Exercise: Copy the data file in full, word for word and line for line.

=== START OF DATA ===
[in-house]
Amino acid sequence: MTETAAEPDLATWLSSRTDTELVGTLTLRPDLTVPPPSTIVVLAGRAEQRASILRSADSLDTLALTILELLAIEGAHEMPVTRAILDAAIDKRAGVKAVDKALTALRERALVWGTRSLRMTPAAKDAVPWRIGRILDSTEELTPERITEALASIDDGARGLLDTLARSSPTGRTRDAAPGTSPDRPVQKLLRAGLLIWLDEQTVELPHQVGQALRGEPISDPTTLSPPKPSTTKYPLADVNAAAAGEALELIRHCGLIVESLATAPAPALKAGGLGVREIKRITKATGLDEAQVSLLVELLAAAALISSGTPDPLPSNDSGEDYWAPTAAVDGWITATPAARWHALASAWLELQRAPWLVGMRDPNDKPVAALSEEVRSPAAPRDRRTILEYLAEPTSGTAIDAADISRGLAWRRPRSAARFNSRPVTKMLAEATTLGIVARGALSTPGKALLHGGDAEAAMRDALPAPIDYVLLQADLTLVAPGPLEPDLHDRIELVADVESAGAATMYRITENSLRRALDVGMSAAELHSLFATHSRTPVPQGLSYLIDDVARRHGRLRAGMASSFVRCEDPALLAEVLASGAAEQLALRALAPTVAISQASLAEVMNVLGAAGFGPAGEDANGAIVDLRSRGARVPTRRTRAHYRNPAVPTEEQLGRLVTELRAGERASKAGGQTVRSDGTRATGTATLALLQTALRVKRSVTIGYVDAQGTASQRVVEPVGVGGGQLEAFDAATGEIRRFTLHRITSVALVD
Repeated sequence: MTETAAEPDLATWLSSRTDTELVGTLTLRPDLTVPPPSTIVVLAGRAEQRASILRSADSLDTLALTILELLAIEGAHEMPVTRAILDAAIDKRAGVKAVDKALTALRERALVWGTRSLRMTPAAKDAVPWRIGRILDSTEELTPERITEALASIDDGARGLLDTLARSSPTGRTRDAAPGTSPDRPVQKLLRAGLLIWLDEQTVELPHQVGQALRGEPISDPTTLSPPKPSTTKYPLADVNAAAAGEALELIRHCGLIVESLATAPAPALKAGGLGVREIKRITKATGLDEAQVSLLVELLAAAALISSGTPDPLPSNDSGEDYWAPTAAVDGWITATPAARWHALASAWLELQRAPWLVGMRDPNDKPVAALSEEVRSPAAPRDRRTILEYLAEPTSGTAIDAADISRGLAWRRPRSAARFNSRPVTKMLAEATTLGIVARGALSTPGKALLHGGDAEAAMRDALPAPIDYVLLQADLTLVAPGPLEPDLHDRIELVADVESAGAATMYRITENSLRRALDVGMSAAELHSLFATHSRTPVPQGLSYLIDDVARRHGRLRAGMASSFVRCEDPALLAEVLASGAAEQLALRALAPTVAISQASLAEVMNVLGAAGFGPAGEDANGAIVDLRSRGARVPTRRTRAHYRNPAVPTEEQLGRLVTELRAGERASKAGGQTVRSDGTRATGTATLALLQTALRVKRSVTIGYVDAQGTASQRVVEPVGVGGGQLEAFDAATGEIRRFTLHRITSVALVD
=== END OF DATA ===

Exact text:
[in-house]
Amino acid sequence: MTETAAEPDLATWLSSRTDTELVGTLTLRPDLTVPPPSTIVVLAGRAEQRASILRSADSLDTLALTILELLAIEGAHEMPVTRAILDAAIDKRAGVKAVDKALTALRERALVWGTRSLRMTPAAKDAVPWRIGRILDSTEELTPERITEALASIDDGARGLLDTLARSSPTGRTRDAAPGTSPDRPVQKLLRAGLLIWLDEQTVELPHQVGQALRGEPISDPTTLSPPKPSTTKYPLADVNAAAAGEALELIRHCGLIVESLATAPAPALKAGGLGVREIKRITKATGLDEAQVSLLVELLAAAALISSGTPDPLPSNDSGEDYWAPTAAVDGWITATPAARWHALASAWLELQRAPWLVGMRDPNDKPVAALSEEVRSPAAPRDRRTILEYLAEPTSGTAIDAADISRGLAWRRPRSAARFNSRPVTKMLAEATTLGIVARGALSTPGKALLHGGDAEAAMRDALPAPIDYVLLQADLTLVAPGPLEPDLHDRIELVADVESAGAATMYRITENSLRRALDVGMSAAELHSLFATHSRTPVPQGLSYLIDDVARRHGRLRAGMASSFVRCEDPALLAEVLASGAAEQLALRALAPTVAISQASLAEVMNVLGAAGFGPAGEDANGAIVDLRSRGARVPTRRTRAHYRNPAVPTEEQLGRLVTELRAGERASKAGGQTVRSDGTRATGTATLALLQTALRVKRSVTIGYVDAQGTASQRVVEPVGVGGGQLEAFDAATGEIRRFTLHRITSVALVD
Repeated sequence: MTETAAEPDLATWLSSRTDTELVGTLTLRPDLTVPPPSTIVVLAGRAEQRASILRSADSLDTLALTILELLAIEGAHEMPVTRAILDAAIDKRAGVKAVDKALTALRERALVWGTRSLRMTPAAKDAVPWRIGRILDSTEELTPERITEALASIDDGARGLLDTLARSSPTGRTRDAAPGTSPDRPVQKLLRAGLLIWLDEQTVELPHQVGQALRGEPISDPTTLSPPKPSTTKYPLADVNAAAAGEALELIRHCGLIVESLATAPAPALKAGGLGVREIKRITKATGLDEAQVSLLVELLAAAALISSGTPDPLPSNDSGEDYWAPTAAVDGWITATPAARWHALASAWLELQRAPWLVGMRDPNDKPVAALSEEVRSPAAPRDRRTILEYLAEPTSGTAIDAADISRGLAWRRPRSAARFNSRPVTKMLAEATTLGIVARGALSTPGKALLHGGDAEAAMRDALPAPIDYVLLQADLTLVAPGPLEPDLHDRIELVADVESAGAATMYRITENSLRRALDVGMSAAELHSLFATHSRTPVPQGLSYLIDDVARRHGRLRAGMASSFVRCEDPALLAEVLASGAAEQLALRALAPTVAISQASLAEVMNVLGAAGFGPAGEDANGAIVDLRSRGARVPTRRTRAHYRNPAVPTEEQLGRLVTELRAGERASKAGGQTVRSDGTRATGTATLALLQTALRVKRSVTIGYVDAQGTASQRVVEPVGVGGGQLEAFDAATGEIRRFTLHRITSVALVD